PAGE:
Sometimes it’s hard to find a ray of light in the American judicial system, but once in a while the sun comes shining through. In a shocking display of clarity and common sense, a federal appeals court judge ruled last month that the Ten Commandments may remain on a wall in a Mercer County, Kentucky courthouse.
The case concerned a display entitled, “Foundations of American Law and Government,” which, in addition to the Commandments, also includes; the Mayflower Compact, the Declaration of Independence, the Bill of Rights, the Preamble to the Kentucky Constitution, the Magna Carta, the Star-Spangled Banner, Lady Justice, and the National Motto “In God We Trust.”
Last year the U.S. Supreme Court muddied the constitutional waters when it issued a split decision on two cases concerning the Ten Commandments; ruling that they may remain on a monument in Texas while prohibiting their display in two McCreary County, Kentucky courthouses.
As we have come to expect from a man who thinks international law should pertain to our justice system, Justice Stephen Breyer explained the confusing decisions: “This [Texas] display has stood apparently uncontested for nearly two generations. That experience helps us understand that as a practical matter of degree this display is unlikely to prove divisive.”
But referring to the Kentucky displays, he said: “In a Nation of so many different religious and comparable nonreligious fundamental beliefs, a more contemporary state effort to focus attention upon a religious text is certainly likely to prove divisive in a way that this longstanding, pre-existing monument has not.”
In other words, Justice Breyer believes that, rather than ruling on the constitutionality of the displays, the quality of their divisiveness should be a main determinative factor — just another instance of the living, breathing document formerly known as the law of the land suffering indignities at the hands of a liberal mediocrity.
However, on the heels of this legal inanity comes some of the best opinion-writing this side of Antonin Scalia. In the ACLU v. Mercer County (KY), 6th Circuit Court of Appeals Judge Richard Suhrheinrich, a Reagan appointee, gave the ACLU lawyers a lesson in history and a well-deserved slap-down:
The ACLU erroneously — though perhaps intentionally — equates recognition with endorsement. To endorse is necessarily to recognize, but the converse does not follow….If the reasonable observer perceived all government references to the Deity as endorsements, then many of our Nation’s cherished traditions would be unconstitutional, including the Declaration of Independence and the national motto. Fortunately, the reasonable person is not a hyper-sensitive plaintiff.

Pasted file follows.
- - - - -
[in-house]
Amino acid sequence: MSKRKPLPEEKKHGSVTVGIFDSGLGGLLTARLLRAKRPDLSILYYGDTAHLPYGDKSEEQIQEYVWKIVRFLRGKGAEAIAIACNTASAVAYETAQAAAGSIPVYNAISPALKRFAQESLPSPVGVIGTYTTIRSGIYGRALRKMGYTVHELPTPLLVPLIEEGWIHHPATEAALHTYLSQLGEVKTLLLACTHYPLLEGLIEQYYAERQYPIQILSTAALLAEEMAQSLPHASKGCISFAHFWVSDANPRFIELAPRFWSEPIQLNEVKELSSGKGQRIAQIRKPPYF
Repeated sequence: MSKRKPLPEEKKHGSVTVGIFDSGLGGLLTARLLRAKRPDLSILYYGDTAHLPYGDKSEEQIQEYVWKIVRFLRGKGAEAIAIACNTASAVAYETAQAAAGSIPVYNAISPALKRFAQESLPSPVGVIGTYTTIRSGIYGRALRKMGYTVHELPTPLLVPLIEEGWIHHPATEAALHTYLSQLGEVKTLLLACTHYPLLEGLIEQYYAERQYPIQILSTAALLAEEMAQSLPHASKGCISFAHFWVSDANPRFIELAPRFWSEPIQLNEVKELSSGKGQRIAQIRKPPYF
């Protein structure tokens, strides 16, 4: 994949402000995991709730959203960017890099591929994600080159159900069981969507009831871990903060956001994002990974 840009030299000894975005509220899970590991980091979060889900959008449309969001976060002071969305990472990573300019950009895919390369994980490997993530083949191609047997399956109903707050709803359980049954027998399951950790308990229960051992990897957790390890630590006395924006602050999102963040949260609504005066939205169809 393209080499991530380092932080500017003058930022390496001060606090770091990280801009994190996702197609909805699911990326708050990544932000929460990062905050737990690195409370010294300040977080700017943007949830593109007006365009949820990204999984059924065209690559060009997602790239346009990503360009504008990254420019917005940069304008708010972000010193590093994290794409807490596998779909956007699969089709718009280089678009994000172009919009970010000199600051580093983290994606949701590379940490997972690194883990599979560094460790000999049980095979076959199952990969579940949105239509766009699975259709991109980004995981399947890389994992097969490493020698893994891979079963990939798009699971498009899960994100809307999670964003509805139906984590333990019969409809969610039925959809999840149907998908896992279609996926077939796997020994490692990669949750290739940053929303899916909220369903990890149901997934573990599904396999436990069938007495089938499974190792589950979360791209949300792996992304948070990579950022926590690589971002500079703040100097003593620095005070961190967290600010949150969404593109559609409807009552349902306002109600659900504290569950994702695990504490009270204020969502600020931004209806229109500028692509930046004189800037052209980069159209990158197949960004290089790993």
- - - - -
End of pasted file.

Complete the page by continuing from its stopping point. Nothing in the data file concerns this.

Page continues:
He went further: “A reasonable observer would not view this display as an attempt by Mercer County to establish religion. Instead, he would view it for what it is: an acknowledgment of history.” He then delivered the coup de grace, an opinion conservatives have been shouting from the rooftops for years:
The ACLU makes repeated reference to “the separation of church and state.” This extra-constitutional construct has grown tiresome. The First Amendment does not demand a wall of separation between church and state.
He also did not ignore Breyer and company. Summing up the murky precedents on public religious displays emanating from Washington, he wrote deliciously: “Thus, we remain in Establishment Clause purgatory.”
He could have added that the ACLU and others continue to cite the “wall between church and state” passage of a letter from Thomas Jefferson to the Danbury (CT) Baptists as rock-solid proof for their claims, yet refuse to give the same weight to his deity-filled Declaration of Independence, which was actually ratified by the Congress.
As a result of the ACLU’s latest loss, officials in Hardin County, Kentucky, and elsewhere are considering putting the Ten Commandments on display. This illustrates why secularists desperately need to rewrite history as courts are now beginning to affirm that Ten Commandments displays do not endorse religion when used in historic context.
Liberals and their politically-correct acolytes in the education field have done yeoman’s work in that regard, as American history classes have become more and more insignificant. Their only stumbling blocks may be more sound legal minds like Richard Suhrheinrich and the soon-to-be confirmed Samuel Alito, as well as history itself.
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